These are pepinos.
The pepino (Solanum muricatum) is a low-growing shrub in the same plant family as the tomato and the potato. The fruits are usually lemon-sized but can be smaller or larger. The flesh when ripe is pale orange and the flavour is similar to rockmelon, only not as strong. They’re extremely juicy and easy to propagate and grow.
I was given a branch of a pepino plant by a friend a couple of years ago. I cut it into 6 pieces and put them up as cuttings. They grew roots in just over two weeks and eventually I planted them all out. They flower mainly in spring and summer and produce fruits in autumn. The weight of the fruits tends to cause them to lie on the ground where they’re liable to attack by any number of critters, so keeping them up off the soil is advisable. I sat mine on upturned margarine containers.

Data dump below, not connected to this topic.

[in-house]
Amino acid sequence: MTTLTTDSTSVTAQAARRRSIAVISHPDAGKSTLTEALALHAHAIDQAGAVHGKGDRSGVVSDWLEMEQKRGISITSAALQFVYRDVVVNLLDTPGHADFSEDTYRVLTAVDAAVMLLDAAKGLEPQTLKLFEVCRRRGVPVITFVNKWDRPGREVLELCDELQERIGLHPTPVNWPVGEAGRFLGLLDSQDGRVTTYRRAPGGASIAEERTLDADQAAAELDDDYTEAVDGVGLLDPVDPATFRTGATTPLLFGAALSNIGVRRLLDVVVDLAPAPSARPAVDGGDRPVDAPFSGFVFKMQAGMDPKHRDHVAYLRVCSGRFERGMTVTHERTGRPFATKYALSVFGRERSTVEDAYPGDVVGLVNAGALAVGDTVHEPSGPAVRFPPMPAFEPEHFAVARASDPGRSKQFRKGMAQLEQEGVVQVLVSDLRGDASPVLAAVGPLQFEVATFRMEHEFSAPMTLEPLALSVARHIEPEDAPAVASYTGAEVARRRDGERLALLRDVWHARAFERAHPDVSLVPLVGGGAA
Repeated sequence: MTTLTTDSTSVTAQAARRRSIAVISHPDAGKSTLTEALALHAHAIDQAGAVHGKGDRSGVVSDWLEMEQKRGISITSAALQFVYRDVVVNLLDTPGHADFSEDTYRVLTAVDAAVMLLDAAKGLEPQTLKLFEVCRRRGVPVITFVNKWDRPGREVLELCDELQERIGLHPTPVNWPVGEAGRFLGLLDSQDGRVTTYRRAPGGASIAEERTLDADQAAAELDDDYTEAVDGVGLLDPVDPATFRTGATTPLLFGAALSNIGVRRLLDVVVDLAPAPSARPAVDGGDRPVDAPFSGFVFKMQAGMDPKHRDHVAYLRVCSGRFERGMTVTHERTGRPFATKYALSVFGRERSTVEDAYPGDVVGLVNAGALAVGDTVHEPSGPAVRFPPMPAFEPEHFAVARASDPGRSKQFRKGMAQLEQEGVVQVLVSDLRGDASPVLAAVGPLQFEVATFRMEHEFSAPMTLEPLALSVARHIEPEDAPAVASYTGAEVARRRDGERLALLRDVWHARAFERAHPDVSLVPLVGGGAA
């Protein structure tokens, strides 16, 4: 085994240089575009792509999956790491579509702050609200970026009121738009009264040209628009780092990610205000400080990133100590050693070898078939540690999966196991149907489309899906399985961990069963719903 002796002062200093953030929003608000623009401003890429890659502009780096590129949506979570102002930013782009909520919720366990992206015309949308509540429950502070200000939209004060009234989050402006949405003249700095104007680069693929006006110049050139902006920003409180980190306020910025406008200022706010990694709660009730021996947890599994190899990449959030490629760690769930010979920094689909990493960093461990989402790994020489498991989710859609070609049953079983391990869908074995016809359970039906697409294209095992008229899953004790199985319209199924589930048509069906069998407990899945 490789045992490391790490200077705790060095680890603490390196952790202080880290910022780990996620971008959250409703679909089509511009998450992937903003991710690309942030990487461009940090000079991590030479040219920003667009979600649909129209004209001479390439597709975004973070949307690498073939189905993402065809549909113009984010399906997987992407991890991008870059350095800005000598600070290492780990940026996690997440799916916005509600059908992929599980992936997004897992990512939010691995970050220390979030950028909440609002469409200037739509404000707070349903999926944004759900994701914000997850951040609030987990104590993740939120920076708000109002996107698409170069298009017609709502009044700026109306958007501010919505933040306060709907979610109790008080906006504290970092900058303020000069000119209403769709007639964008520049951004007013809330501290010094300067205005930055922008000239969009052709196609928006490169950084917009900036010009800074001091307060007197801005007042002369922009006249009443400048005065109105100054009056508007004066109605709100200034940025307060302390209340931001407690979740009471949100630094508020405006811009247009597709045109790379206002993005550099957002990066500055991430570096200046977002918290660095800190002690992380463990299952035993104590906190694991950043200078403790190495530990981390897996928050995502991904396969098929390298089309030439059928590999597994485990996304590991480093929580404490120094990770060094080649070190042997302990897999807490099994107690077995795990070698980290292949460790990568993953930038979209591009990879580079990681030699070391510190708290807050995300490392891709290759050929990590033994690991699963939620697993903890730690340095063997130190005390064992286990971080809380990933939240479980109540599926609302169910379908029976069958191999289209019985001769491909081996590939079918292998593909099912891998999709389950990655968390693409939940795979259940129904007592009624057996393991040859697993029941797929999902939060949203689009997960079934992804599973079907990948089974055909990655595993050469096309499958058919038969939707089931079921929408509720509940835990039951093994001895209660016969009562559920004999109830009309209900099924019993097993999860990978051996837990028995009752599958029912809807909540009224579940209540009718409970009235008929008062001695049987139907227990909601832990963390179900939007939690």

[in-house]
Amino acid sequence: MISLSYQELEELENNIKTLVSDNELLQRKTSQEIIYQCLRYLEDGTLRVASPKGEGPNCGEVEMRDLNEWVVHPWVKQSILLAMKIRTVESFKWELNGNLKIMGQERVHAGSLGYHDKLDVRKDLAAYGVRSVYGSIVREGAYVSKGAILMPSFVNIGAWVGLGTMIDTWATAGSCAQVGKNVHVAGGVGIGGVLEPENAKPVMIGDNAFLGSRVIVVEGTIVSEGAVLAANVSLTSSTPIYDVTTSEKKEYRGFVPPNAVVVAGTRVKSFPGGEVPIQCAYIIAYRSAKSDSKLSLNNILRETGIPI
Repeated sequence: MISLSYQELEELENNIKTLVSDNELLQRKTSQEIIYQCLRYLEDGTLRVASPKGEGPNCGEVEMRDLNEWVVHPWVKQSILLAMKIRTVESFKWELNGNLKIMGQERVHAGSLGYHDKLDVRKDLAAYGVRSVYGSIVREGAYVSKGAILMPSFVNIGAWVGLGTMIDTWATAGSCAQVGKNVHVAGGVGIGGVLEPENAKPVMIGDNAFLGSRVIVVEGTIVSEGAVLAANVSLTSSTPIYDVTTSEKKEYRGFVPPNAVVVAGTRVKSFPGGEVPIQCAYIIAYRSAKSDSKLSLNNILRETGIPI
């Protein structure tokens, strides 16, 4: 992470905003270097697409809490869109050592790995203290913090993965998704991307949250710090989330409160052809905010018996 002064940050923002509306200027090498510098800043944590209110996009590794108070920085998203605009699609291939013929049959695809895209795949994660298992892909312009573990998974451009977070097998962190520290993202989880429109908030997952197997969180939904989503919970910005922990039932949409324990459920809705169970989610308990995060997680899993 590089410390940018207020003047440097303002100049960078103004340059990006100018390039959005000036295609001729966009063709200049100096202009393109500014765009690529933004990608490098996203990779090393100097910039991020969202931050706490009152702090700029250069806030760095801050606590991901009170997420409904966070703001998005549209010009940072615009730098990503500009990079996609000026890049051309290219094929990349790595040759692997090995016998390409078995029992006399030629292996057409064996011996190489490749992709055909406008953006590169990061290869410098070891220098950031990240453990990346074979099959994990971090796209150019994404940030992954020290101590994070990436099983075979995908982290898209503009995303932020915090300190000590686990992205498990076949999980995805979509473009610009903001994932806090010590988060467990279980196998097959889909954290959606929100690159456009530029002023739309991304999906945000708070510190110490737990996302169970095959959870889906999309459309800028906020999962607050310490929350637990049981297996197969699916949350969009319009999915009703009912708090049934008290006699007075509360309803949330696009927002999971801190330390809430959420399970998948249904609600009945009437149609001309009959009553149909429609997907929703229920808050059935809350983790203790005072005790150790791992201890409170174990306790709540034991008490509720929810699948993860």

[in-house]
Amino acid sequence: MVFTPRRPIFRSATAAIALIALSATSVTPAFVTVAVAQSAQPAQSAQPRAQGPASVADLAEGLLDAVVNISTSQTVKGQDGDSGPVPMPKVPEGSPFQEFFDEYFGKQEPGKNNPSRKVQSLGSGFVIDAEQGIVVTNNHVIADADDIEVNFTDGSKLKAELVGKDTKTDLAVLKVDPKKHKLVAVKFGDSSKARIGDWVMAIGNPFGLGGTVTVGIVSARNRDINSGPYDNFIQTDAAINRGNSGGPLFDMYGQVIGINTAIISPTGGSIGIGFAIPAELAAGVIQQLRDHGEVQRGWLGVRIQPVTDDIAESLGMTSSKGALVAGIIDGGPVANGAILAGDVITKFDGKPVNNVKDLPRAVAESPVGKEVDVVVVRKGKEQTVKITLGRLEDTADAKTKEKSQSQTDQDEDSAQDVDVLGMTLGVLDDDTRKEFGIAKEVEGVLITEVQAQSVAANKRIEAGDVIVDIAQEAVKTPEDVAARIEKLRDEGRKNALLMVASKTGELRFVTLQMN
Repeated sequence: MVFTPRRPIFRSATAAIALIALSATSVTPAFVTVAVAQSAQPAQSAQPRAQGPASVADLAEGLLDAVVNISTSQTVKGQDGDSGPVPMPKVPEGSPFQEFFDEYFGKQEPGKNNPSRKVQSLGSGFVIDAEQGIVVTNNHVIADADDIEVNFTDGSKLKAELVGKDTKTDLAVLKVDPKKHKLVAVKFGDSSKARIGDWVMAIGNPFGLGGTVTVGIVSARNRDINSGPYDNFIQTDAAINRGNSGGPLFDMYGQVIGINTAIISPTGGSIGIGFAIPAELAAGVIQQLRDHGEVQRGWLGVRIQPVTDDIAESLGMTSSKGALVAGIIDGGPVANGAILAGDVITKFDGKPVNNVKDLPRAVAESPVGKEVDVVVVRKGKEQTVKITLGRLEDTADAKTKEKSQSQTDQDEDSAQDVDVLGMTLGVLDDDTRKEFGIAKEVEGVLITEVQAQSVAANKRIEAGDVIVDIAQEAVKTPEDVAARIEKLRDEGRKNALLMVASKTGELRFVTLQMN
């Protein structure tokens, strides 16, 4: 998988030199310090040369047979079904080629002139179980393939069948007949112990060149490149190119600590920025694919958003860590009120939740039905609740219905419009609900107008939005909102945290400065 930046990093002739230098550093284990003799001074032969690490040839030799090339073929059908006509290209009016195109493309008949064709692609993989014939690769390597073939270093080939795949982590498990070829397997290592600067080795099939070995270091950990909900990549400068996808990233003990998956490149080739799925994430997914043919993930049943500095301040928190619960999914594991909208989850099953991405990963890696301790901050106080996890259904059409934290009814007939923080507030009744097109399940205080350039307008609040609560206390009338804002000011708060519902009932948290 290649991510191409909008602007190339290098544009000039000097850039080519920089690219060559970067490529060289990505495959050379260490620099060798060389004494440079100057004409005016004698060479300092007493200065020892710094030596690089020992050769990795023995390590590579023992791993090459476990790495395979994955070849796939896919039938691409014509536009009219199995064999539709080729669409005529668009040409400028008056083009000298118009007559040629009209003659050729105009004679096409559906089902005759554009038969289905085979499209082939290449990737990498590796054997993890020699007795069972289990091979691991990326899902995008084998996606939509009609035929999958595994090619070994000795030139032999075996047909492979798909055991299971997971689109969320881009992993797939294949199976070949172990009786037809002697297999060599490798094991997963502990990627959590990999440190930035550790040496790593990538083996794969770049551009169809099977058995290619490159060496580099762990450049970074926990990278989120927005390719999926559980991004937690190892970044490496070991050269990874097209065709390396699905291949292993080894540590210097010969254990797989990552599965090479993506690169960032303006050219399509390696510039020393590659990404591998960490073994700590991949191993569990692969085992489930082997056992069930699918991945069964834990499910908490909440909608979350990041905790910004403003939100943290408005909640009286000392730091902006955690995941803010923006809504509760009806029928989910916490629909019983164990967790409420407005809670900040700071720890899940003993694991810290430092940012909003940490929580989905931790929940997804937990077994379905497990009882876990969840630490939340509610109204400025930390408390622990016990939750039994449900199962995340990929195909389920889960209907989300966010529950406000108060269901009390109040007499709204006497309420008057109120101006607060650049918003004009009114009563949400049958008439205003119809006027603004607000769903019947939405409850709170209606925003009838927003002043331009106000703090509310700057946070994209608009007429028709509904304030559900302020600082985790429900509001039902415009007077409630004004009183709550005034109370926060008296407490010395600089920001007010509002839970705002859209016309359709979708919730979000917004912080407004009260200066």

I’ve also grown them from seed. The seed needs the same conditions as tomatoes, i.e. sow and plant out during the warmer weather. The bushes are perennial, but may have a short lifespan in some soils, so keep new plants coming along. Pruning them back in early spring might also be a good idea.
The pepino hails from South America. It’s a useful addition to the permaculture garden.